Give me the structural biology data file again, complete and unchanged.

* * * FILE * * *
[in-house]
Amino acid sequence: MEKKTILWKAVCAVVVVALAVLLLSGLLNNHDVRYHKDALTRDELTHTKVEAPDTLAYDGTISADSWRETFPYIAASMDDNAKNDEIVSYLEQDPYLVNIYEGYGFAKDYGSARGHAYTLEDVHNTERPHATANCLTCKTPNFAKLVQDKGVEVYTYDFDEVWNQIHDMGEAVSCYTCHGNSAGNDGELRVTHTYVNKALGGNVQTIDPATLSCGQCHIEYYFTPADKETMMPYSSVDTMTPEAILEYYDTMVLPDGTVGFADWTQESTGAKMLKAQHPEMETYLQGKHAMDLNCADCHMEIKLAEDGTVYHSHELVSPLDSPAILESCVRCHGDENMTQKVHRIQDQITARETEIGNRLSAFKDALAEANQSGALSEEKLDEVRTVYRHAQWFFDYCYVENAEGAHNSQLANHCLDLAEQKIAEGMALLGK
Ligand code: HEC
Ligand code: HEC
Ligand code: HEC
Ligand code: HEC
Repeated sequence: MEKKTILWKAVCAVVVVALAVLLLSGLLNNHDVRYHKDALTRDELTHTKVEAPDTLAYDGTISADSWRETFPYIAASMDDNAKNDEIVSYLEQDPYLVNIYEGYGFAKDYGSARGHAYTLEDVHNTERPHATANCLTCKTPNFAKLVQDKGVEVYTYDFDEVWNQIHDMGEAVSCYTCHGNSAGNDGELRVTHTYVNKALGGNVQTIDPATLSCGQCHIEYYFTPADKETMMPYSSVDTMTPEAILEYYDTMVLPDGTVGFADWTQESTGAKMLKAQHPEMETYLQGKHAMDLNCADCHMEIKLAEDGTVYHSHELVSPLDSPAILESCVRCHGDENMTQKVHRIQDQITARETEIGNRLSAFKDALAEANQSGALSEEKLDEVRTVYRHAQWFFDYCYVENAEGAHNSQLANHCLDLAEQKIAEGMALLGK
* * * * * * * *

[in-house]
Amino acid sequence: MEKKTILWKAVCAVVVVALAVLLLSGLLNNHDVRYHKDALTRDELTHTKVEAPDTLAYDGTISADSWRETFPYIAASMDDNAKNDEIVSYLEQDPYLVNIYEGYGFAKDYGSARGHAYTLEDVHNTERPHATANCLTCKTPNFAKLVQDKGVEVYTYDFDEVWNQIHDMGEAVSCYTCHGNSAGNDGELRVTHTYVNKALGGNVQTIDPATLSCGQCHIEYYFTPADKETMMPYSSVDTMTPEAILEYYDTMVLPDGTVGFADWTQESTGAKMLKAQHPEMETYLQGKHAMDLNCADCHMEIKLAEDGTVYHSHELVSPLDSPAILESCVRCHGDENMTQKVHRIQDQITARETEIGNRLSAFKDALAEANQSGALSEEKLDEVRTVYRHAQWFFDYCYVENAEGAHNSQLANHCLDLAEQKIAEGMALLGK
Ligand code: HEC
Ligand code: HEC
Ligand code: HEC
Ligand code: HEC
Repeated sequence: MEKKTILWKAVCAVVVVALAVLLLSGLLNNHDVRYHKDALTRDELTHTKVEAPDTLAYDGTISADSWRETFPYIAASMDDNAKNDEIVSYLEQDPYLVNIYEGYGFAKDYGSARGHAYTLEDVHNTERPHATANCLTCKTPNFAKLVQDKGVEVYTYDFDEVWNQIHDMGEAVSCYTCHGNSAGNDGELRVTHTYVNKALGGNVQTIDPATLSCGQCHIEYYFTPADKETMMPYSSVDTMTPEAILEYYDTMVLPDGTVGFADWTQESTGAKMLKAQHPEMETYLQGKHAMDLNCADCHMEIKLAEDGTVYHSHELVSPLDSPAILESCVRCHGDENMTQKVHRIQDQITARETEIGNRLSAFKDALAEANQSGALSEEKLDEVRTVYRHAQWFFDYCYVENAEGAHNSQLANHCLDLAEQKIAEGMALLGK